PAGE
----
"It's hard to overlook the early Return to Forever or the Stanley Clarke debut solo recording, but.. again sentiment has taken over...but here is truly the FIRST guitarist to play fusion with a KILLER 'rock' guitar sound". - Steve Kahn

But there is often a problem when wishes come true; in April 1974, after the band's tour of Europe and Japan, Bill quit the group. The musical direction seemed to him to be changing from what it was when Connors joined. He explains, "Everything started getting less aesthetic, more rock. Just too much like Mahavishnu (John McLaughlin (musician)). I was having trouble expressing myself the way I wanted to in that context." [6]

Connor's disenchantment with the group also stemmed from certain objections to Corea's Scientology-inspired leadership style. "Chick had a lot of ideas that were part of his involvement with Scientology. He got more demanding, and I wasn't allowed to control my own solos. I had no power in the music at all. Then, we'd receive written forms about what clothes we could wear, and graphic charts where we had to rate ourselves every night – not by our standards, but his. Finally, we had to connect dots on a chart every night. I took all of it seriously because I had a lot of respect for Chick, but eventually I just felt screwed around. In the end, my only power was to quit." [7]

After Return to Forever[edit]

In 1974, Connors left RTF, and began to explore the New York jazz and session scene, performing with guitarist John Abercrombie and keyboardist Jan Hammer, and recording with bassist Stanley Clarke. "It was great,"he states, "because it wasn't this contrived thing in order to communicate to the audience. We were *playing* again and *learning* again, and it felt real good." [8]

During this period, record dates with artists as diverse as vocalist Gene McDaniels and Stanley Clarke kept the guitarist's creative impulses occupied with a variety of challenges—but not for long. "Around 1975, I'd decided to become a classical guitar player", he muses. "I did my first solo album in 1974, and just decided on the spur of the moment to do it all on acoustic. That was just such a contrast from blowing people's ears off with my 200-watt Marshall that it really started to capture me." A further impetus came with Connors' discovery of classical artist Julian Bream. "I was sitting with his album 20th Century Guitar [RCA, LSC2964] -- a real classic -- and it has this piece by [German composer] Henze that I really loved. It was just getting to me, so I sat down for a couple of days and transcribed it -- on my steel-string guitar, with my funny pick-and-finger technique [laughs]. When I got it, it gave me so much pleasure that I said, 'Okay, I'm going to be a classical guitar player.' And that's what happened." [9]

"I bought a bunch of books and a classical guitar, and started with the C scale, playing 'i m i m' [index, middle, index, middle], etc. For about three years, I practiced eight hours a day: up early, play for five hours, take a break, and play for three more hours. I'd throw in some extra hours if I could. My reading sure improved after that. You've got to understand that I come from an unschooled background—all my schooling is self-inflicted [laughs]. I like scales, technique, and intelligence, but they weren't natural for me. Being a blues player was natural for me, but it wasn't enough." [10]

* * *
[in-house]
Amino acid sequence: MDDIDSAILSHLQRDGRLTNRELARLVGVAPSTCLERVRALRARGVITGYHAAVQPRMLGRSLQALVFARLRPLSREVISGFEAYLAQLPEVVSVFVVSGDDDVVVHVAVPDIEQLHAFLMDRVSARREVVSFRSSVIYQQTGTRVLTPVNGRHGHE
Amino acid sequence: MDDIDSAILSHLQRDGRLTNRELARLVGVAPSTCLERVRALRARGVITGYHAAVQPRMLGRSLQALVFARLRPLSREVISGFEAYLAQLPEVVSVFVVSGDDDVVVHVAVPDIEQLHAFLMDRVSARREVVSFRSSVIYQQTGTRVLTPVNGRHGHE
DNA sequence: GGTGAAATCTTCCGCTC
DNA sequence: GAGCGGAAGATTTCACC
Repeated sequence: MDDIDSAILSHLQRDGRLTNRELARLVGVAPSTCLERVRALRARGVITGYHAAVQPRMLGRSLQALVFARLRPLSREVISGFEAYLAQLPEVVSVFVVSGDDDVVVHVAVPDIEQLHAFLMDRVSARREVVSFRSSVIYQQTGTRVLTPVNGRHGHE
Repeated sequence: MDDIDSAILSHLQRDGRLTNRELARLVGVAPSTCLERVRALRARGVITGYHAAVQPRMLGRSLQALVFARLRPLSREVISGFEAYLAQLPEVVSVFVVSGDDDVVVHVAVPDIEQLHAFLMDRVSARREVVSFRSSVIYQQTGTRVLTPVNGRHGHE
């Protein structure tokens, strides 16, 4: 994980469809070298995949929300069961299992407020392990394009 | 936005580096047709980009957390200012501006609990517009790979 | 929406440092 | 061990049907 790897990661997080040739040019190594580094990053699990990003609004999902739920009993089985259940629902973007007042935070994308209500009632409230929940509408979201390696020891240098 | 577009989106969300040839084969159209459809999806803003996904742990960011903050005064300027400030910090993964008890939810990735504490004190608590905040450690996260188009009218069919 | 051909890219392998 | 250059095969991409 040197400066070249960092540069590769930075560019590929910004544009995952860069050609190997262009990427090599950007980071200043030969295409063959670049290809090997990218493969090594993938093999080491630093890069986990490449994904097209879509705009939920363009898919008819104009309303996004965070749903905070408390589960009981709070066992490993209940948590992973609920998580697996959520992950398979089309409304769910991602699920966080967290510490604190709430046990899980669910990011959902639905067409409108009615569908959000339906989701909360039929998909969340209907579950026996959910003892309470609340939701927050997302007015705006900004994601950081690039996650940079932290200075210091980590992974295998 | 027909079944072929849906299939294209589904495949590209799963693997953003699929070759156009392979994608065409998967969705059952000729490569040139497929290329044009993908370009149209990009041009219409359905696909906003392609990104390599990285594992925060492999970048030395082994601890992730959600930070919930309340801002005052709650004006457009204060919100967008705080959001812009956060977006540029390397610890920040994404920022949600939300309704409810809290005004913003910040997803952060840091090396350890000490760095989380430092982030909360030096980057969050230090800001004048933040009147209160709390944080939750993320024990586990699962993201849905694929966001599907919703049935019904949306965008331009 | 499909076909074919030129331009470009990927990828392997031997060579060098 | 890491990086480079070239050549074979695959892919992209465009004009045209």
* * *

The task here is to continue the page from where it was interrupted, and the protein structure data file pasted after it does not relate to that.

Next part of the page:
Connors recorded his first solo album in 1974, Theme to the Guardian (ECM), making the switch from electric to acoustic guitar. At the same time, he began the next phase of his self-driven studies, taking it on himself to delve into transcriptions and studies of the works of classical guitarists. Two more recordings on acoustic guitar followed, 1977's Of Mist and Melting (ECM), with Connors as leader and on guitar, saxophonist Jan Garbarek, bassist Gary Peacock and drummer Jack DeJohnette and then, in 1979, another solo effort by the guitarist, Swimming with a Hole in My Body (ECM).

During 1976 and 1977, Connors also recorded with Lee Konitz, Paul Bley and Jimmy Giuffre in New York. He toured Europe, performing with composers Luciano Berio and Cathy Berberian. Connors then returned to electric guitar, performing and recording with Jan Garbarek on Places (1978) and Photo with Blue Sky, White Cloud, Wires, Windows and a Red Roof (1979), and with Tom Van Der Geld and Richard Jannotta in 1979 (Path, ECM).

In 1985, Connors recorded Step It (Pathfinder/Evidence), featuring Connors and Steve Kahn on guitars, Tom Kennedy on bass and Dave Weckl on drums. Music critic Gene Santoro said of Connors’ playing on the album: “the aching blues phrases sing with the expressiveness of early-to middle-period Clapton; the sudden note blizzards strike with the stark power of a John Coltrane sax solo ” (Guitar Player, May 1985). Connors’ next album, 1986's Double Up, again featuring bassist Kennedy but now with drummer Kim Plainfield, brought more accolades: “Connors is back, stronger than ever with one of the most dynamic, burning sounds in electric jazz” and “Connors soars, smolders, and screams; don’t miss it” (Jim Ferguson, Guitar Player, April 1987). The same trio (Connors, Kennedy, Plainfield) recorded Assembler in 1987, and again reviewers praised the sounds: “Connors’ flowing, passionate lines in the context of slippery, interactive funk grooves laid down by drummer Plainfield, a master of slick time displacement, and the accomplished 6-string electric bassist Tom Kennedy...the three reach a special accord... Bill Connors is in rare and ripping form” (reviewer Bill Milkowski).